- Layer 1: Airspace
- Layer 2: Surface
- Layer 3: Terrain
- Layer 4: Subsurface
Each layer of your digital twin must be aligned and synchronized with each other and their data sources to ensure your model accurately reflects the real physical system it's cloning.
We recommend thinking of the relationship between layers in terms of adhesion — a term that refers to the degree of compatibility and integration between the different individual layers of a digital twin. This effort will add to the actual value of the model and influence how it is used.
For example, the image below shows adhesion efforts during the build of a campus-scaled digital twin for a historically Black college or university (HBCU) in Virginia. Using advances in drone technology, photogrammetry and LIDAR, the layer design phase required two days' worth of FAA-approved flights — capturing billions of point clouds — plus thousands of high-definition imagery data points to construct each layer.
The next phase requires turning the layers and their adhesions into an operational, continuously updating, living digital twin.
For a digital city, here are two examples of how you might approach the surface and airspace layers of your living model.
Surface layer: Building out the surface layer might include the development of water, fiber, telecom and sewer lines; connections between buildings that include pipe diameters, flow direction and any metered water data used for fault detection and diagnostics (FDD); and adding features such as telecom taps, electrical meters, and other IoT sensors to monitor and manage.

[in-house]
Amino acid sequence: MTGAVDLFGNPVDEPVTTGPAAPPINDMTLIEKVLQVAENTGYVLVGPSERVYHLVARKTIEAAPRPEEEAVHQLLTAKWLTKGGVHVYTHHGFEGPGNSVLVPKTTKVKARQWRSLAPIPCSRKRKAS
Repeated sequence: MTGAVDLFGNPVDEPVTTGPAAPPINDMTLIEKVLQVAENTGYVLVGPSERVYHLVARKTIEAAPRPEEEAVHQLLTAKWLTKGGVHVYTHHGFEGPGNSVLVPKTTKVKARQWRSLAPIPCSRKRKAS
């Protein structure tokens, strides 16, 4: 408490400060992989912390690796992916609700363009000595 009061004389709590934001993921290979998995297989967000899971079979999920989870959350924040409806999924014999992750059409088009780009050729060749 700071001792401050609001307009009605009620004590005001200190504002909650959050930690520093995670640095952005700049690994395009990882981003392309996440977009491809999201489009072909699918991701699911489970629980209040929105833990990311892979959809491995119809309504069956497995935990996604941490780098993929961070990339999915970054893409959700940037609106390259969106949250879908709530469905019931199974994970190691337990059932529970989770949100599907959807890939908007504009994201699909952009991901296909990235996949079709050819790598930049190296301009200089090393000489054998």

Airspace layer: The layer of your living model to tackle is the airspace. Before proceeding much further, your digital twin stakeholders will want to ask:
- Does our digital twin require an airspace layer?
- At what heights does the airspace layer need to exist (e.g., from Earth to the troposphere, stratosphere, mesosphere, thermosphere, exosphere, the edge of outer space, LEO, MEO, GEO, deep space, etc.)? You'll want to set some parameters.
- How will data be collected on the airspace layer to maintain the value of the digital twin (in relation to the physical airspace layer above your city)?
For instance, our HBCU client used its airspace layer to research and develop corridors for radar detection for traffic flow management, accident mitigation and low-level weather modeling.
The airspace layer can be incredibly complicated and may require new IoT sensors for low-level weather modeling. This can include wind and wind vorticity modeling, temperature and humidity modeling, etc.
The image to the right shows a standard set of wind models around buildings. This type of modeling in a city-scaled twin allows for the simulation of drones acting and reacting to this weather 100 feet off the ground, which could create safety and security concerns for the public below as well as event operators.
Subsurface and terrain layers: The subsurface and the terrain layers can be equally complex. Make sure you consider the adherence and relationships between all applicable layers in your design.
Finally, the integration phase of building your city-scale digital twin will take place in both physical and digital worlds. Once a completed digital twin has achieved total production, the last step is to automate the digital world's ability to monitor and apply changes it detects in the physical world in near-real-time.
To help visualize this phase, let's consider our smart city. Before introducing a digital twin, whenever the city determined a set of operations needed to be configured, modified or activated/deactivated, a designated individual would undertake that manual task in the real world.